03 October 2016

Fiber in the Present Tense 2016 - Surface Design Association annual exhibit

Diane Franklin, Vortex.

Work by Kate Barber, left, and Diane Franklin, center and right, beneath exhibit title.

This year the annual exhibit of the Surface Design Association, Massachusetts and Rhode Island chapter, arrived at a local art nexus, the Arsenal Center for the Arts.  On display from September 7 through November 3, 2016,  Fiber in the Present Tense 2016 featured the work of 26 artists, who dyed, knitted, wove, stitched, and felted their creations.  Some members of my quilt guild also belong to SDA, and I always enjoy their work.

Carol Anne Grotrian, Incoming Tide, Jones River.

Ms. Grotrian is a member of my guild. She hand-dyed the cotton fabric used in the landscape quilt above. Click on the images to enlarge and enjoy this interpretation of the New England coast.

 Incoming Tide, Jones River, detail.

Elin Noble, Excerpts from Fugue 1.

Elin Noble also hand-dyes fabrics, including the small silk piece above.  Silk takes dye beautifully, but wool tints well, too, and can be felted, as in the wearable vest-like garment below, made using a technique called Nuno felting.

Eva Camacho, RUST.

Other wearables included the necklace below, crafted in Joomchi, a traditional Korean hand-made mulberry paper technique. The display mannequin does not show the jewelry to best advantage, but I imagine this circlet would be stunning over a black silk shirt.

Ania Gilmore, Joy at the Meeting.

I have recently had to make many train trips from the Boston area to Penn Station, in New York, and have rediscovered knitting as a way to calm my nerves in the face of Amtrak stress.  The knitter Adrienne Sloane, who teaches at the Arsenal Center, pushes the boundaries of knitting beyond functional, to create works that explore fiber's ability to contain, delimit, and define space.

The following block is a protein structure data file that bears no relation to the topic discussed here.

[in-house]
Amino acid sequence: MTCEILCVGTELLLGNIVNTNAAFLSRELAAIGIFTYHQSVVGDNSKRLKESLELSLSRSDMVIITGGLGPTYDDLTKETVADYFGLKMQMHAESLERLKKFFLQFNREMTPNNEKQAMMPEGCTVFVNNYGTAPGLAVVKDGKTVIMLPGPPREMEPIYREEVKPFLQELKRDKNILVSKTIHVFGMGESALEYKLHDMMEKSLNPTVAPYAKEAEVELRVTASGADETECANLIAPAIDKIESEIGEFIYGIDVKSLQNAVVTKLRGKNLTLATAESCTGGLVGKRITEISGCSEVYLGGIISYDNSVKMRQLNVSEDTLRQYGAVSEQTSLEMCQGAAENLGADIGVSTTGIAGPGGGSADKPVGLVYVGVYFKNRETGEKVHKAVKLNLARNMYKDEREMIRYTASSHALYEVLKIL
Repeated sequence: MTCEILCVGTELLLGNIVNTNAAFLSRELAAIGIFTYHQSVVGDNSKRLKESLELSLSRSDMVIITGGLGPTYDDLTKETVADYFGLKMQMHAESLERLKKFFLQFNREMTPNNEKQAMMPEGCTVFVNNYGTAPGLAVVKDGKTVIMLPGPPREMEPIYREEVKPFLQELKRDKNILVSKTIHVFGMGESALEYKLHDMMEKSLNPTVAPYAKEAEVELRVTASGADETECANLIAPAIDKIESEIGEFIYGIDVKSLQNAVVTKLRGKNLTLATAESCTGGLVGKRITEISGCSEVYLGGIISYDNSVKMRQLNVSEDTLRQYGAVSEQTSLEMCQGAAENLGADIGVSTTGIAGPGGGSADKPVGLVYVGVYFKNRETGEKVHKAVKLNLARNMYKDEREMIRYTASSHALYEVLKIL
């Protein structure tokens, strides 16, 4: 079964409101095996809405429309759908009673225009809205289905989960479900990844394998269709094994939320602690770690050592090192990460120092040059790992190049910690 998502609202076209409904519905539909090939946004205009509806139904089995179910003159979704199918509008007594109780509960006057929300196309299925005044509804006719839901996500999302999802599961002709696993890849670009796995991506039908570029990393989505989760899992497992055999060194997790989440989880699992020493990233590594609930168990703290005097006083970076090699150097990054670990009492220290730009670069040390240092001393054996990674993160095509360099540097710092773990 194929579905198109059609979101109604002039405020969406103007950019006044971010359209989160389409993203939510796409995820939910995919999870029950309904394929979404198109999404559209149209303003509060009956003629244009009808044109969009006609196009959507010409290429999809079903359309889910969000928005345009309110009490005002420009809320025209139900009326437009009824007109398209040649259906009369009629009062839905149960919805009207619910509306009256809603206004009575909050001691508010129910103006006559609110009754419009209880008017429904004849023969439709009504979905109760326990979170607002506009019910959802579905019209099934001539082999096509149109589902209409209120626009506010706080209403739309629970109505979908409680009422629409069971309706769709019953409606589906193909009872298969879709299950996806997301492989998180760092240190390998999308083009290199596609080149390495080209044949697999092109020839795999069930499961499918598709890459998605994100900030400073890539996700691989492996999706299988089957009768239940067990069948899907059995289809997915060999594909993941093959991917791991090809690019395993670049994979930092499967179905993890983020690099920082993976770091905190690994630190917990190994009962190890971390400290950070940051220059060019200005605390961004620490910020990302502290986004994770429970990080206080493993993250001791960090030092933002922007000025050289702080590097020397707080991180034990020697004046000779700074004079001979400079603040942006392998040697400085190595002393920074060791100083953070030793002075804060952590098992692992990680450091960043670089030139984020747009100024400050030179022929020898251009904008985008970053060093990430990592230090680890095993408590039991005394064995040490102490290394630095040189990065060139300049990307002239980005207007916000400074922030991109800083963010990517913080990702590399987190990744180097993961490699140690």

Adrienne Sloane, Untitled 12" x 12".

Knitting's cousin, crochet, was employed to create the baskets below, one for each of the eighteen years that the son of the artist lived beneath the family roof. The location of this piece, next to the restrooms signs, was unfortunate, but nevertheless the unoccupied space of the vessels is a strong metaphor for the "empty nest."

Michèle Fandel Bonner, Empty Nesting Baskets.

One of my favorite techniques is pleating, whether using paper or fabric, perhaps because, in its basic action, folding is an easily accessible skill.   In the detail below, artist Kate Barber  folded woven pieces into discs, resulting in a fascinating corrugated texture. 

Kate Barber, Collect 2.

Collect 2, detail.

Finally, two works which respond to social and political events.  The abstract American flag form below, stitched from the actual labels of imported clothes, is  a reminder of the loss of  American textile manufacturing  and of the globalization of the garment industry.  

Michèle Fandel Bonner, Outsourced.

The last image portrays, in outline stitching, a young man wearing a hooded sweatshirt, with a field of crosses behind. Who is he?  A young man of color whose life ended much too early.

Priscilla Smith, I Could Have Been Your Son.